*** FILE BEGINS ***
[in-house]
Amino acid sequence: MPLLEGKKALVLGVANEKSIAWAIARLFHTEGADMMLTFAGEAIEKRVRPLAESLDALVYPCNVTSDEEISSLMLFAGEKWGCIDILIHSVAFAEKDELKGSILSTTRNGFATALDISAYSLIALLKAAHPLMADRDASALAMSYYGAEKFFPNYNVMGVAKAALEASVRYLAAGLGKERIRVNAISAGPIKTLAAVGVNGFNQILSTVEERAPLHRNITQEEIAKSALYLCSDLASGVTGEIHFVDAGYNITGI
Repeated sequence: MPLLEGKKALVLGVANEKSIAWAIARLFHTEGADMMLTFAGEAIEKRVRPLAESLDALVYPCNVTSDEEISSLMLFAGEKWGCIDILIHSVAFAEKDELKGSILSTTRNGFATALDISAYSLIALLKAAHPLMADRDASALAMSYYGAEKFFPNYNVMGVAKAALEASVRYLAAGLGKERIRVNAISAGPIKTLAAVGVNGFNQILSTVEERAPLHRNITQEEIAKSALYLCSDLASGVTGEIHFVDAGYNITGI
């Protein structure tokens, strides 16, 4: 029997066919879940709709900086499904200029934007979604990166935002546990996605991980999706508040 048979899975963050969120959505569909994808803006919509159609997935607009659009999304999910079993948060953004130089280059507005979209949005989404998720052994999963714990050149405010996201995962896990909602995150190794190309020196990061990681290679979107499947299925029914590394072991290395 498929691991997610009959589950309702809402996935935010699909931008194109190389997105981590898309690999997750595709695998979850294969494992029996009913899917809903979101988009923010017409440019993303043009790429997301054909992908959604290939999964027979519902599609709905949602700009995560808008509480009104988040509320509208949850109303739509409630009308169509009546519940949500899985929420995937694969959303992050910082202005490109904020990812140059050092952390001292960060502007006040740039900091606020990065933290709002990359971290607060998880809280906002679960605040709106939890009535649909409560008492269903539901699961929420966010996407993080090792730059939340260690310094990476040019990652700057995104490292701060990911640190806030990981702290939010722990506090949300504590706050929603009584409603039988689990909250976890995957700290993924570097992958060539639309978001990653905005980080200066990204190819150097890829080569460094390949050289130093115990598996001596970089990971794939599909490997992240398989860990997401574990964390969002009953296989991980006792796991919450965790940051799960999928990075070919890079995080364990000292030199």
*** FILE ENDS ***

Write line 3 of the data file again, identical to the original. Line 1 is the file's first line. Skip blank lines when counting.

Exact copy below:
Repeated sequence: MPLLEGKKALVLGVANEKSIAWAIARLFHTEGADMMLTFAGEAIEKRVRPLAESLDALVYPCNVTSDEEISSLMLFAGEKWGCIDILIHSVAFAEKDELKGSILSTTRNGFATALDISAYSLIALLKAAHPLMADRDASALAMSYYGAEKFFPNYNVMGVAKAALEASVRYLAAGLGKERIRVNAISAGPIKTLAAVGVNGFNQILSTVEERAPLHRNITQEEIAKSALYLCSDLASGVTGEIHFVDAGYNITGI